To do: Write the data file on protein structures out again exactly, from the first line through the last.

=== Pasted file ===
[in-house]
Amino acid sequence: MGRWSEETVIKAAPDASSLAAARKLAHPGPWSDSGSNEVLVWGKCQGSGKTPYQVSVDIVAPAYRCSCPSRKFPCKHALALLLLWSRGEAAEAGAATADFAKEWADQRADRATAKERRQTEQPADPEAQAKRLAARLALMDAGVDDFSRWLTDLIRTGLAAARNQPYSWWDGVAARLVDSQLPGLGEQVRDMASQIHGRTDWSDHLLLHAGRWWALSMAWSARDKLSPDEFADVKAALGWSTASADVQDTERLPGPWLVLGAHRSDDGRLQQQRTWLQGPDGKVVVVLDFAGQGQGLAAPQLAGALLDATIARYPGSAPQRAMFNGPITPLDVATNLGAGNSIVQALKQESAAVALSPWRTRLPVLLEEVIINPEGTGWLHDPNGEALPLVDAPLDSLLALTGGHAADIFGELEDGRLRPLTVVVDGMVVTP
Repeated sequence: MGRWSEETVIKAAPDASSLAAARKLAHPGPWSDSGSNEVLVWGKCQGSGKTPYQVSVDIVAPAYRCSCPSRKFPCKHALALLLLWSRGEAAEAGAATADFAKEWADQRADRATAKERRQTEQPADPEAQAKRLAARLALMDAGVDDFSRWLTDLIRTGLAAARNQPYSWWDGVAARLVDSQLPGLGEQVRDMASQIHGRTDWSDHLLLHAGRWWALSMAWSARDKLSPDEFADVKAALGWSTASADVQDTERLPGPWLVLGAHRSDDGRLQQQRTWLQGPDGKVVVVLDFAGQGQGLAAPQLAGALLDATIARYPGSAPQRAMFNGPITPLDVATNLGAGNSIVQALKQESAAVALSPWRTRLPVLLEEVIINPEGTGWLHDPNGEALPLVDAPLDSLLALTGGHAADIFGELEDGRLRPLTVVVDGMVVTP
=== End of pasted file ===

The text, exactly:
[in-house]
Amino acid sequence: MGRWSEETVIKAAPDASSLAAARKLAHPGPWSDSGSNEVLVWGKCQGSGKTPYQVSVDIVAPAYRCSCPSRKFPCKHALALLLLWSRGEAAEAGAATADFAKEWADQRADRATAKERRQTEQPADPEAQAKRLAARLALMDAGVDDFSRWLTDLIRTGLAAARNQPYSWWDGVAARLVDSQLPGLGEQVRDMASQIHGRTDWSDHLLLHAGRWWALSMAWSARDKLSPDEFADVKAALGWSTASADVQDTERLPGPWLVLGAHRSDDGRLQQQRTWLQGPDGKVVVVLDFAGQGQGLAAPQLAGALLDATIARYPGSAPQRAMFNGPITPLDVATNLGAGNSIVQALKQESAAVALSPWRTRLPVLLEEVIINPEGTGWLHDPNGEALPLVDAPLDSLLALTGGHAADIFGELEDGRLRPLTVVVDGMVVTP
Repeated sequence: MGRWSEETVIKAAPDASSLAAARKLAHPGPWSDSGSNEVLVWGKCQGSGKTPYQVSVDIVAPAYRCSCPSRKFPCKHALALLLLWSRGEAAEAGAATADFAKEWADQRADRATAKERRQTEQPADPEAQAKRLAARLALMDAGVDDFSRWLTDLIRTGLAAARNQPYSWWDGVAARLVDSQLPGLGEQVRDMASQIHGRTDWSDHLLLHAGRWWALSMAWSARDKLSPDEFADVKAALGWSTASADVQDTERLPGPWLVLGAHRSDDGRLQQQRTWLQGPDGKVVVVLDFAGQGQGLAAPQLAGALLDATIARYPGSAPQRAMFNGPITPLDVATNLGAGNSIVQALKQESAAVALSPWRTRLPVLLEEVIINPEGTGWLHDPNGEALPLVDAPLDSLLALTGGHAADIFGELEDGRLRPLTVVVDGMVVTP